#Factchecking the #GlobalGoals

Plan International along with other civil society, private sector and development organisations launch new partnership to monitor and drive progress on gender targets in the Sustainable Development Goals


Girls are counting on us to bring them out of the shadows

The world’s leading international rights, development, civil society and private sector organisations are coming together to launch a new partnership to monitor and drive progress on gender targets in the Sustainable Development Goals, also known as the Global Goals.

The joint initiative, led by Plan International, and supported by the International Women’s Health Coalition, KPMG and the ONE Campaign will be launched at the global Women Deliver Conference taking place in Copenhagen from 17th May to 19th May.

As all countries, including Ireland, begin to implement the Global Goals, this new partnership will ensure decision-makers are held to account on promises to achieve true equality for girls and women over the next 15 years.

According to David Dalton, CEO of girls’ rights organisation Plan International Ireland,

More often than not, the data we need on girls and women doesn’t exist yet, is incomplete or is not being compiled effectively.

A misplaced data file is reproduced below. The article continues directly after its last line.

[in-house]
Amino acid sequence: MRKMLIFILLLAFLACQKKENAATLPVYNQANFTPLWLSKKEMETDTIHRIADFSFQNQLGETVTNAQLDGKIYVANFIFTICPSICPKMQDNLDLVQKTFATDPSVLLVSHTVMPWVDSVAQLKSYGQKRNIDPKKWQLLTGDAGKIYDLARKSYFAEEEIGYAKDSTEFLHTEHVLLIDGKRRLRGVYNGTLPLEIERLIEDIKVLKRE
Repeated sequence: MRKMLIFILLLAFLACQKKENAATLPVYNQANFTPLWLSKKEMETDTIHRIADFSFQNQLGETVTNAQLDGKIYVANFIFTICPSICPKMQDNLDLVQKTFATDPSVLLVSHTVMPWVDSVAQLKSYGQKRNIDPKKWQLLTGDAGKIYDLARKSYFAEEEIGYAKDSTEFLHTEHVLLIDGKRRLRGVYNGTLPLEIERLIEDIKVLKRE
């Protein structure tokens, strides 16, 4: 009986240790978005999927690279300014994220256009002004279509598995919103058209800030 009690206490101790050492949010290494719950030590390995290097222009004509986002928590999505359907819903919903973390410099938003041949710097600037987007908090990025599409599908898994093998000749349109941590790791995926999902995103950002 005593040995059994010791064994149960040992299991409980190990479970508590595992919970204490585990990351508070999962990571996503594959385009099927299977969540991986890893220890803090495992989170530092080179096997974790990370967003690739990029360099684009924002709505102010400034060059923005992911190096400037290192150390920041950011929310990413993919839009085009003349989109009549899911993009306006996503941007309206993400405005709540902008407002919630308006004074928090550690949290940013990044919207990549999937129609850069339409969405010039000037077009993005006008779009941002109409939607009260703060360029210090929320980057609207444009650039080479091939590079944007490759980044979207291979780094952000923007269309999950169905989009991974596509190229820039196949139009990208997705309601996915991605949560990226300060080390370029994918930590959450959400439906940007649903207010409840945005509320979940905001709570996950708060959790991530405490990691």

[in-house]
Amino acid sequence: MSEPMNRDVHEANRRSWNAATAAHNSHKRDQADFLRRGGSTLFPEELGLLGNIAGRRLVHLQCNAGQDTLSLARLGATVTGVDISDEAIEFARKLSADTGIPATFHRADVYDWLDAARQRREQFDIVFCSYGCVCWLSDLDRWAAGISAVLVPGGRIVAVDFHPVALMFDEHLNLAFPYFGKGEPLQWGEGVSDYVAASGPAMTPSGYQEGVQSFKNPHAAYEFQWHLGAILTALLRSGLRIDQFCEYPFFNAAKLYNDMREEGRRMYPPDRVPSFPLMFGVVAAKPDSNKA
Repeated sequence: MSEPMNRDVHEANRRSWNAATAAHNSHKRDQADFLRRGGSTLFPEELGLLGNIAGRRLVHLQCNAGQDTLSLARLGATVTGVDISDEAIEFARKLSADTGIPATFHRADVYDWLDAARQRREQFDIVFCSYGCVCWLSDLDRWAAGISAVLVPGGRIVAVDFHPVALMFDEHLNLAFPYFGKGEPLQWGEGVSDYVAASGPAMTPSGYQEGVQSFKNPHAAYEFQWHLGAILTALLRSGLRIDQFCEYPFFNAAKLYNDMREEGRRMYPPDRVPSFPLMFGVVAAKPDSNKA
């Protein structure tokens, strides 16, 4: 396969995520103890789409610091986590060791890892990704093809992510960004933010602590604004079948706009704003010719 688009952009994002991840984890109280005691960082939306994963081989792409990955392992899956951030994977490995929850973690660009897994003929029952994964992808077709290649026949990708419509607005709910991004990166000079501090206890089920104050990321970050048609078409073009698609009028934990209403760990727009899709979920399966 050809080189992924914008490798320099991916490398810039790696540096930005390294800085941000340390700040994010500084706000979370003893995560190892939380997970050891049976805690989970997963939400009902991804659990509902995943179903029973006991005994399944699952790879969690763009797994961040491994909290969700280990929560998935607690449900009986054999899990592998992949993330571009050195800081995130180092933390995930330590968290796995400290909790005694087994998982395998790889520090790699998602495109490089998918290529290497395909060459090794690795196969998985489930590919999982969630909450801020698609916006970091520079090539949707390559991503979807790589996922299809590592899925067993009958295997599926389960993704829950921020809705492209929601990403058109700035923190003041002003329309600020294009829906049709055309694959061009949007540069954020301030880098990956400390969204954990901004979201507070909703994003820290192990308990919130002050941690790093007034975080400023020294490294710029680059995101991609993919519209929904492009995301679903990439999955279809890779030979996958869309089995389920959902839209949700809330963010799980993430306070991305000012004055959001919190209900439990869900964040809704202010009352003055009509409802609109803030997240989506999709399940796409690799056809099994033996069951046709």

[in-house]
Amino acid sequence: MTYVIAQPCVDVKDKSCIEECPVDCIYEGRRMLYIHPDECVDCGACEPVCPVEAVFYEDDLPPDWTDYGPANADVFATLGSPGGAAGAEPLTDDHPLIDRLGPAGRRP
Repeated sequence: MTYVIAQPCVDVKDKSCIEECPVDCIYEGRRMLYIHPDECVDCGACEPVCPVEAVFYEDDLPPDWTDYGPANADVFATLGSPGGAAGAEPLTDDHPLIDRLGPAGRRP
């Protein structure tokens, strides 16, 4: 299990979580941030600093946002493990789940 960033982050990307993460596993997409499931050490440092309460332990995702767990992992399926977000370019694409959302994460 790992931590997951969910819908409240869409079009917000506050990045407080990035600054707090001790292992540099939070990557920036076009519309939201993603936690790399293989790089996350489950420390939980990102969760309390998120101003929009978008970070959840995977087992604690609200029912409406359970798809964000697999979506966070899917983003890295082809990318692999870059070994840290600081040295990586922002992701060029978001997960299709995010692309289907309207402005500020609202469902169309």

“Millions of girls are left invisible. They are in the shadows because we don’t have the right information to persuade governments to take steps to end abuse, child marriage and the early pregnancies that lead to thousands of maternal deaths.”

“There is growing global consensus that achieving gender equality will help us meet the targets in the Global Goals.”

“However, unless we have independent, verifiable data on the state of the world’s girls and women, progress will not be made for the millions of girls and young women left in the shadows of society,” added Dalton.

Making sure that women and girls were at the centre of the SDG agenda was a big victory for this community. But it’s hard to achieve ambitious goals without concrete plans, actions and reviews. Holding governments and organisations to account is as critical as the commitments they sign up to.

Together with global civil society and private sector partners, the initiative will utilise existing and new quantitative and qualitative data, and monitor strategically chosen gender-related SDG indicators to track the progress being made for girls and to ensure women’s and girls’ development and rights remain firmly on the agenda.

“There are no reliable worldwide figures on the number of girls under 15 years of age who become pregnant each year. With clear information we can identify where action needs to be taken so that girls can truly enjoy their rights to survive, learn, lead, decide and thrive,” said Dalton.

The partnership’s data tool is a successor to Plan International’s annual State of the World’s Girls report.  The data tracker will continue to use the power of women’s and girls’ voices through first-hand interviews and the use of innovative perceptions-based data.

This new tool will ensure decision-makers are doing all they can to achieve equality for women and girls,

The Global Goals, agreed at the United Nations in 2015 by all governments, promise girls and women equal rights and opportunities, including rights to health, to live free from violence and to enjoy economic freedoms.